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Melanoma Man holding head in hands on trainMelanoma is an uncommon but serious type of skin cancer. It occurs when the cells responsible for pigment production (melanocytes) begin to mutate and divide rapidly. Melanoma, also known as malignant melanoma, is somewhat rare. The American Melanoma Foundation report shows that 70% of melanomas sprout close to a dark spot on the skin.

Both men and women are affected by this condition, it doesn’t spring up in the same areas. In men, it develops in the neck, head, and torso. In women, on the other hand, it develops in the legs and arms. Studies suggest that exposure to UV (ultraviolet rays) can increase the risk of one developing the condition.

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Types of Melanoma

There are 4 main types of melanoma. Below is an overview of each of them.

  1. Nodular Melanoma: Nodular usually appears in the neck, torso, and head. It has a blue-black or reddish appearance and grows a lot quicker than other types of melanoma.
  2. Lentigo Maligna Melanoma: This type of melanoma occurs when a specific part of the body is excessively exposed to the sun for an extended period. It usually starts as a lentigo maligna, which is somewhat similar to a stain on the skin. Experts have pointed out that it isn’t as dangerous as other types of melanoma, as it grows slowly.
  3. Superficial Spreading Melanoma: This is by far one of the most common types. It usually springs up in the legs and torso.
  4. Acral Lentiginous Melanoma: This type is rare. It usually develops under the nails, on the palms, and on the soles of the feet.

Symptoms of Melanoma

In melanoma, there is usually a spot on your body that is:

  • Tender and painful
  • Doesn’t heal
  • Changes the shape, size, and color of an existing mole
  • Waxy, pale, and shiny
  • Red, flat, dry, and scaly

Diagnosis of Melanoma

The following tests could be done by your doctor in order to determine if you have melanoma:

Skin Biopsy: Here, a skin sample in the suspected area is removed and taken to the lab for examination.

Physical Exam: During a physical exam, your skin will be thoroughly looked at. Your doctor will closely inspect the following areas:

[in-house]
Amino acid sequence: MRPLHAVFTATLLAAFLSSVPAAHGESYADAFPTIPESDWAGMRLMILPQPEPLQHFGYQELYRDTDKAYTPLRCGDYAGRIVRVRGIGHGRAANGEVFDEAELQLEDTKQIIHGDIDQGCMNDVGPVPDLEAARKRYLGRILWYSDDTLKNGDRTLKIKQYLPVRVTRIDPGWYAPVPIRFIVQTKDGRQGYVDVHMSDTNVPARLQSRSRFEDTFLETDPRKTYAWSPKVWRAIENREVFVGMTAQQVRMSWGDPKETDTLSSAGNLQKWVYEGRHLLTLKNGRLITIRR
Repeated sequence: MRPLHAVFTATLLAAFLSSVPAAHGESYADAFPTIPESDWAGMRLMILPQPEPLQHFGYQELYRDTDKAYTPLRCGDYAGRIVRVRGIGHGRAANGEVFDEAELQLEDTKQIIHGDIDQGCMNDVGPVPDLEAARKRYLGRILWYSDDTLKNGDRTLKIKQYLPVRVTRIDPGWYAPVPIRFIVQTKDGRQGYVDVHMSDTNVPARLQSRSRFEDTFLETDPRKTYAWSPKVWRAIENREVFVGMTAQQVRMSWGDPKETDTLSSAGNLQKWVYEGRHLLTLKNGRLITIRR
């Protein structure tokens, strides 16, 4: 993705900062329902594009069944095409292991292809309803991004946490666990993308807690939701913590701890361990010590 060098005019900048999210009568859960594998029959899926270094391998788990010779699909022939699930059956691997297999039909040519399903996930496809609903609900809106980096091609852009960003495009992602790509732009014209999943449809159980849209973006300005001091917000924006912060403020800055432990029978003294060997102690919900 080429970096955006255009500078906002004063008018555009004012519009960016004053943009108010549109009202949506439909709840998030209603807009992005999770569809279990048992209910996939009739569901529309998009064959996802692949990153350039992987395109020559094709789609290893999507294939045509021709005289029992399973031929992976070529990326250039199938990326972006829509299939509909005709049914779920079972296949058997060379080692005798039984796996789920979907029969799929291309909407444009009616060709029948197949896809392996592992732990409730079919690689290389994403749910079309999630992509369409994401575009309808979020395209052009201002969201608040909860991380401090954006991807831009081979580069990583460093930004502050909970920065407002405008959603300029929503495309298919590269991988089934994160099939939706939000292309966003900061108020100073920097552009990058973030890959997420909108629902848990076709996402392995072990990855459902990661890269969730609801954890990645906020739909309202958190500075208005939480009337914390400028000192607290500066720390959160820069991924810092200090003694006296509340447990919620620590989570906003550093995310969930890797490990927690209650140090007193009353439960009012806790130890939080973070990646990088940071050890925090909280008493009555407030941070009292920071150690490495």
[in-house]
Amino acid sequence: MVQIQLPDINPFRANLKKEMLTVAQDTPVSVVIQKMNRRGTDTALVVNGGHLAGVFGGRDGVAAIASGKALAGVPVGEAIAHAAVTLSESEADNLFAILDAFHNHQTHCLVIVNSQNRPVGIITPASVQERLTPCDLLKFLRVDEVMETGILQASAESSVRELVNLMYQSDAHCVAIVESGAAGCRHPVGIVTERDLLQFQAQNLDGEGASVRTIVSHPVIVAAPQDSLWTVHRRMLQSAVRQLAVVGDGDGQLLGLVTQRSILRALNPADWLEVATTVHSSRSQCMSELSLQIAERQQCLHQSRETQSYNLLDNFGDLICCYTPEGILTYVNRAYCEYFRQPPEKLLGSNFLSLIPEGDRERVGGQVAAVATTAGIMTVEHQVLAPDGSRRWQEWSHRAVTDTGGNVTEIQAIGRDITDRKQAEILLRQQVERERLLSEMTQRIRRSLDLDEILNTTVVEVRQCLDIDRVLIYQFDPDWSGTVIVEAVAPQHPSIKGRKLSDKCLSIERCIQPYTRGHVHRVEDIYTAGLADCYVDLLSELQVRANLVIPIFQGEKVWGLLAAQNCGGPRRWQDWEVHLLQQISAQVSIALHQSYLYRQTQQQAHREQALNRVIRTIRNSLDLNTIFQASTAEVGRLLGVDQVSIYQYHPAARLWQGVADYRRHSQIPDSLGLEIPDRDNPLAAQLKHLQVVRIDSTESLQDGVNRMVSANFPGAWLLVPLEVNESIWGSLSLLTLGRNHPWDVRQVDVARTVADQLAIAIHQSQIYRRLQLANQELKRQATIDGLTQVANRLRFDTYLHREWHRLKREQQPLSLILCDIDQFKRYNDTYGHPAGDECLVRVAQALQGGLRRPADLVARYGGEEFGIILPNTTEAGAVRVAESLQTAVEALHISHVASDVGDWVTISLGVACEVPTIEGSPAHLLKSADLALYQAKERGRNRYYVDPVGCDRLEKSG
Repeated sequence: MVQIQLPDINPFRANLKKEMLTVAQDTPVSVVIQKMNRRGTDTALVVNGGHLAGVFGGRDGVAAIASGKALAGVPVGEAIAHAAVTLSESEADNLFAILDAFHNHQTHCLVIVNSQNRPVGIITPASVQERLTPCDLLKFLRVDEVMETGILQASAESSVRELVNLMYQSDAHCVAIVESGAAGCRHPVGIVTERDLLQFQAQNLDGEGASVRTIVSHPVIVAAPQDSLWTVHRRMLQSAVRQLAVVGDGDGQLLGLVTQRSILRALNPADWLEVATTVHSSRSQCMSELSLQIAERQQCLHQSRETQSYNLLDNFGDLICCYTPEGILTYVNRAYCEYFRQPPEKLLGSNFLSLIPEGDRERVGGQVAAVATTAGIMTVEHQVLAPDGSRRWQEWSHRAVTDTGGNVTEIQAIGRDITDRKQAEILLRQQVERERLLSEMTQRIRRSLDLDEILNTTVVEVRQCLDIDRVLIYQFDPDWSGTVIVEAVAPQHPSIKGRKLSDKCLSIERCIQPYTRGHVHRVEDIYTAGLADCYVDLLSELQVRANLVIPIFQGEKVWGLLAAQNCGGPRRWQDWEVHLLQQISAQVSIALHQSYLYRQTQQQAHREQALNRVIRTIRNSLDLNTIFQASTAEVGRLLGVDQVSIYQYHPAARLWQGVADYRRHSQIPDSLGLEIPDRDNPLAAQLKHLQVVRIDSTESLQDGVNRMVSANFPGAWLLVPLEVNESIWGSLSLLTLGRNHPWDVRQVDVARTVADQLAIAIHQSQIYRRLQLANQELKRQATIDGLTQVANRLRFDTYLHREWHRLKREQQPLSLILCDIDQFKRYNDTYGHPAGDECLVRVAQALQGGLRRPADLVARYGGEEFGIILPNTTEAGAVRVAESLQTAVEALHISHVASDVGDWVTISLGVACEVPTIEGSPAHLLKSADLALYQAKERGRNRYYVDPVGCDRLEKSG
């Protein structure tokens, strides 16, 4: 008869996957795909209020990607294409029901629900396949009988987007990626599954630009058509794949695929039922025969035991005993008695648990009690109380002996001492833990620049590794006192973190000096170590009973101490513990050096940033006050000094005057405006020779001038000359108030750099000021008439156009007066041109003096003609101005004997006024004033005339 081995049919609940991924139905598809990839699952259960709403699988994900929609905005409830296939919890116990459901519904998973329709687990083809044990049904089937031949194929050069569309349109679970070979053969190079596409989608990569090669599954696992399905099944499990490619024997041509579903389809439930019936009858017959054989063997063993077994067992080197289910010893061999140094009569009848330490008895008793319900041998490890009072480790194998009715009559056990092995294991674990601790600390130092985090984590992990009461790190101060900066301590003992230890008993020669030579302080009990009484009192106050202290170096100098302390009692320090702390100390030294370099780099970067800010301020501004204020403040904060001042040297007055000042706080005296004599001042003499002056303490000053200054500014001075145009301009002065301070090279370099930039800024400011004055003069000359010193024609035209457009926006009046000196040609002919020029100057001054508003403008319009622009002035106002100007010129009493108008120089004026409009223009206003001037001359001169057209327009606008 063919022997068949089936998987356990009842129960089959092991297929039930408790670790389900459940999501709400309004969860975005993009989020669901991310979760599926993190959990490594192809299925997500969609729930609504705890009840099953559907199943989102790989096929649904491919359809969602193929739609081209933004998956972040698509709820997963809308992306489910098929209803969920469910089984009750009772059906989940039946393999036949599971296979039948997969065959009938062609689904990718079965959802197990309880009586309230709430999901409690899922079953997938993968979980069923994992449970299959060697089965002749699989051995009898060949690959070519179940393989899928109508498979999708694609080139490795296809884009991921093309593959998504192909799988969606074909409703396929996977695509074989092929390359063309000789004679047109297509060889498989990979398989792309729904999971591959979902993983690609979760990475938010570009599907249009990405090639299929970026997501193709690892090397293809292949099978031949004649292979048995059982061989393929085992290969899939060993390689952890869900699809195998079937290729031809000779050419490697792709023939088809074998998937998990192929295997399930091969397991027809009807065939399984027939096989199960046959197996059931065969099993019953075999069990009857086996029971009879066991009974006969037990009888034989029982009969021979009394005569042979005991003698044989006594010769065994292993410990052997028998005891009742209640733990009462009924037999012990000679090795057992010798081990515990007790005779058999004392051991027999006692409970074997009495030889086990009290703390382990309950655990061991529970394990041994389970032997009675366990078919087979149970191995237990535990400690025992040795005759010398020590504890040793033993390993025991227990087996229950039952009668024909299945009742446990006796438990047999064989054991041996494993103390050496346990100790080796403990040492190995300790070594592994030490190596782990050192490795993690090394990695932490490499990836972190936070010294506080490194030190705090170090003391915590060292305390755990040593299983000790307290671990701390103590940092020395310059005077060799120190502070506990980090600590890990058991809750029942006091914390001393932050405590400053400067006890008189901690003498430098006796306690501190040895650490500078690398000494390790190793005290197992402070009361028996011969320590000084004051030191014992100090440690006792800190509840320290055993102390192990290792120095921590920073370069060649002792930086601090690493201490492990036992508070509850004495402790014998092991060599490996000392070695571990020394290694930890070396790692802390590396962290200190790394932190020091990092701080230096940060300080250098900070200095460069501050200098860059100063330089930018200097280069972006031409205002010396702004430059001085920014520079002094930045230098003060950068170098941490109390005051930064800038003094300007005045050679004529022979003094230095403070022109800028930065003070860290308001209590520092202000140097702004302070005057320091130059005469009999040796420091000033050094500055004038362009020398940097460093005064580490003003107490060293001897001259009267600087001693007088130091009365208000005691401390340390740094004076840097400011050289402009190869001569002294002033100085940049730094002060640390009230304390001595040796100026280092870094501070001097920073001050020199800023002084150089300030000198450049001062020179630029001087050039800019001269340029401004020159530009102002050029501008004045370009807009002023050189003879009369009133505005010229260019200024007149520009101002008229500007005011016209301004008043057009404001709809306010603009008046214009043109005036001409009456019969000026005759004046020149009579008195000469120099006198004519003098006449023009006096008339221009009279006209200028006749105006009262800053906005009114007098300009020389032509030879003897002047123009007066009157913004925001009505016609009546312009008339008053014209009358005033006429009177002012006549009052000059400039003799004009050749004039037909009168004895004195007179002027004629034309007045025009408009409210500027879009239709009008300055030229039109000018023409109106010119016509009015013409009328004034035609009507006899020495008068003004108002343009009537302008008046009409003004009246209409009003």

• Under the toenails and fingernails
  • Genitals
  • Scalp
  • Between the buttocks

Blood Chemistry Study: During this test, your doctor will collect a small amount of blood and send it to the lab for examination. If the number of enzymes in the blood is high, chances are, you have melanoma.

How to Treat Melanoma

Below are the treatments your doctor may recommend at each stage of the condition:

Stage 0: The suspected area will be removed during a surgical procedure or biopsy. No further treatment may be required after this.

Stages 1 and 2: The thin melanoma will be totally removed during a biopsy or a surgical procedure.

Stages 3 and 4: Your doctor may recommend any of the following treatments:

  • Immunotherapy Medications strengthen the immune system and help the body fight cancerous cells.
  • Radiation Therapy: This procedure shrinks and destroys cancerous cells. It also helps relieve the symptoms associated with cancer.

How to Manage Melanoma

Below are some alternative treatments for melanoma:

Nutrition Therapy: Studies have shown that eating foods loaded with antioxidants can help neutralize free radicals (which are linked to causing cancer). What’s more, they can help fight cancer too. A recent study found that a diet rich in fruits and vegetables can help reduce the risk of developing cancer.

Green Tea: Green tea is full of antioxidants that can prevent tumors.

Hydrotherapy: Hydrotherapy can help reduce pain, inflammation, and soreness — all of which are associated with melanoma.

Massage: Massages can help reduce the pain from melanoma.


  1. How do I prevent melanoma? To reduce the risk of getting melanoma, you should wear sunscreen and clothes that shield your face, legs, and arms, especially when you are going outside. Also, you should avoid tanning beds and prolonged exposure to the sun.
  2. Is melanoma a common condition? No, it is not. A recent survey shows that the condition is rare and it makes up only 1% of skin cancers.

Healthier Me Today is intended for informational purposes only. It is not a substitute for professional medical advice, diagnosis or treatment. Never ignore professional medical advice in seeking treatment, always consult with your healthcare professional. Stay healthy!